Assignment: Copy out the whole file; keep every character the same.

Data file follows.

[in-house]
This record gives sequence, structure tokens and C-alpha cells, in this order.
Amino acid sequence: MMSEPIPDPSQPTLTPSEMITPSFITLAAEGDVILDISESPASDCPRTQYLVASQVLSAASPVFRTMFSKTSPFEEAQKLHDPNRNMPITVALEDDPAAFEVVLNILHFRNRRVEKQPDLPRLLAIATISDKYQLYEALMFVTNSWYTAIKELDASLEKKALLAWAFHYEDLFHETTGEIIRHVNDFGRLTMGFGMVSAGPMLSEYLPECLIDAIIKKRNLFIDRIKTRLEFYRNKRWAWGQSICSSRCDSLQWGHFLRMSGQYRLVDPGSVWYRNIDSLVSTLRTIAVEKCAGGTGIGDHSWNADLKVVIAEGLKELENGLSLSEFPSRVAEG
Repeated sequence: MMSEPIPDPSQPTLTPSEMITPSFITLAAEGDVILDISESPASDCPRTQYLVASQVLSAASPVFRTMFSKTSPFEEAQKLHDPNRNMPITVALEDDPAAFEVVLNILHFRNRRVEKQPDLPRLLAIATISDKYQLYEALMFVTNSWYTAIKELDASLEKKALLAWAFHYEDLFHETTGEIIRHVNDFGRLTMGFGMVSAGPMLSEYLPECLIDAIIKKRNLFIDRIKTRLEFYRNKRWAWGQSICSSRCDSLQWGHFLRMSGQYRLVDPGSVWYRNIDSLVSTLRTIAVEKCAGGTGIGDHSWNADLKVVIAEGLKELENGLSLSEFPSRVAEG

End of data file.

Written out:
[in-house]
This record gives sequence, structure tokens and C-alpha cells, in this order.
Amino acid sequence: MMSEPIPDPSQPTLTPSEMITPSFITLAAEGDVILDISESPASDCPRTQYLVASQVLSAASPVFRTMFSKTSPFEEAQKLHDPNRNMPITVALEDDPAAFEVVLNILHFRNRRVEKQPDLPRLLAIATISDKYQLYEALMFVTNSWYTAIKELDASLEKKALLAWAFHYEDLFHETTGEIIRHVNDFGRLTMGFGMVSAGPMLSEYLPECLIDAIIKKRNLFIDRIKTRLEFYRNKRWAWGQSICSSRCDSLQWGHFLRMSGQYRLVDPGSVWYRNIDSLVSTLRTIAVEKCAGGTGIGDHSWNADLKVVIAEGLKELENGLSLSEFPSRVAEG
Repeated sequence: MMSEPIPDPSQPTLTPSEMITPSFITLAAEGDVILDISESPASDCPRTQYLVASQVLSAASPVFRTMFSKTSPFEEAQKLHDPNRNMPITVALEDDPAAFEVVLNILHFRNRRVEKQPDLPRLLAIATISDKYQLYEALMFVTNSWYTAIKELDASLEKKALLAWAFHYEDLFHETTGEIIRHVNDFGRLTMGFGMVSAGPMLSEYLPECLIDAIIKKRNLFIDRIKTRLEFYRNKRWAWGQSICSSRCDSLQWGHFLRMSGQYRLVDPGSVWYRNIDSLVSTLRTIAVEKCAGGTGIGDHSWNADLKVVIAEGLKELENGLSLSEFPSRVAEG